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Dissecting Leslie McDonald's Reinstatement Request

Grant Halverson

UNC has released Leslie McDonald's reinstatement request which details the timeline and facts on which a nine game suspension against the fifth year senior was based. The full document can be found here for your reading pleasure. Here is a breakdown of what's in it. Please note this is what UNC determined and sent to the NCAA and by all accounts the NCAA agreed with the findings.

The Timeline

May 31, 2013: The NCAA contacts UNC regarding an issue involving potential agent activity. This contact likely has to do with Rodney Blackstock who was connected to P.J. Hairston and in hot water with the NCAA for having provided payments to former Kansas player Ben McLemore. Bubba Cunnigham stated then UNC was aware of Blackstock as early as May 4, 2013 but chances the NCAA didn't actually contact the school about it until May 31st.

The initial contact by the NCAA set off a review by UNC which, among other things, led to the discovery of impermissible benefits by McDonald. Not stated here is the fact Hairston's first traffic citation(in a rental car) occurred just prior to this date and his arrest for marijuana possession(also in a rental car) occurred just after this date. While the NCAA contact is certainly an important date, Hairston's activity is probably the real catalyst for UNC's actions.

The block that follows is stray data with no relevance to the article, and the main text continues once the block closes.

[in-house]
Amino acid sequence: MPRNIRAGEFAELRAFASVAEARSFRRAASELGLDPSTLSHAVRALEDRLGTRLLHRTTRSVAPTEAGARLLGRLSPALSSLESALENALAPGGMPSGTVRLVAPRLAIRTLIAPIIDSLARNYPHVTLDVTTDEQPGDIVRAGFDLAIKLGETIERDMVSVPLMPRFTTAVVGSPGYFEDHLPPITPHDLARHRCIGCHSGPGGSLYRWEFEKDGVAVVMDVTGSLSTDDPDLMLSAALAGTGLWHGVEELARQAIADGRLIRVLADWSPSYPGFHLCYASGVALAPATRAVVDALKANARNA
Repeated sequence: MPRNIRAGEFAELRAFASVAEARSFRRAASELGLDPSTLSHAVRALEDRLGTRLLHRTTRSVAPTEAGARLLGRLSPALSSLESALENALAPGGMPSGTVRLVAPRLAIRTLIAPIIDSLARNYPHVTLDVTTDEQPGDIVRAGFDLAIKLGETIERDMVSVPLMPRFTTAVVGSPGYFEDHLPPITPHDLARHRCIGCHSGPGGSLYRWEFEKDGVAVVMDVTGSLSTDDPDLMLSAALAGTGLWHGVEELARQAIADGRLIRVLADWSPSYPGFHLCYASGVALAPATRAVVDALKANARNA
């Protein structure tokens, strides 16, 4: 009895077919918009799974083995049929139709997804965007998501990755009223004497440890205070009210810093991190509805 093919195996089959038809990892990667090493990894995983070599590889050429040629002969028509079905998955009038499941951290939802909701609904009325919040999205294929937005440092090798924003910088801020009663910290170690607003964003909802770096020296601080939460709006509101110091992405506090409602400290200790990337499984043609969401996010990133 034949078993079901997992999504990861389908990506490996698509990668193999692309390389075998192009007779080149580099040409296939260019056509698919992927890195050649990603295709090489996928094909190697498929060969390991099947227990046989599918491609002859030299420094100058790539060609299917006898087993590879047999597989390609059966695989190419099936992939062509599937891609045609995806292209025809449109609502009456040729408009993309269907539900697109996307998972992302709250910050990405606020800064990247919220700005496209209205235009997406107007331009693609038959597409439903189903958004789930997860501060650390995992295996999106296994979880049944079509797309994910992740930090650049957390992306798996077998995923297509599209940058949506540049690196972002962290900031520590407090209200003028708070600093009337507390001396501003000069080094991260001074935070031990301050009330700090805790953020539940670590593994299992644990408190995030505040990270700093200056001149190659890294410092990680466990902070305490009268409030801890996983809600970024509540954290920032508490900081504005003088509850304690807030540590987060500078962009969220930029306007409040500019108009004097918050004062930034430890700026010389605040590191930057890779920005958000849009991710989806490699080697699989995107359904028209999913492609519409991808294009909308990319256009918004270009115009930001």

July 6, 2013: UNC sends a cease-and-desist letter to Iceberg Guards demanding they discontinue using McDonald's image in their advertising.

July 8, 2013: UNC interviews McDonald for the first time. Assistant coach Steve Robinson is present for the interview.

September 20, 2013: The NCAA interviews Elizabeth City State basketball player Miykael Faulcon concerning benefits he allegedly received from Haydn "Fats" Thomas.

October 7, 2013: The NCAA talks to Faulcon a second time.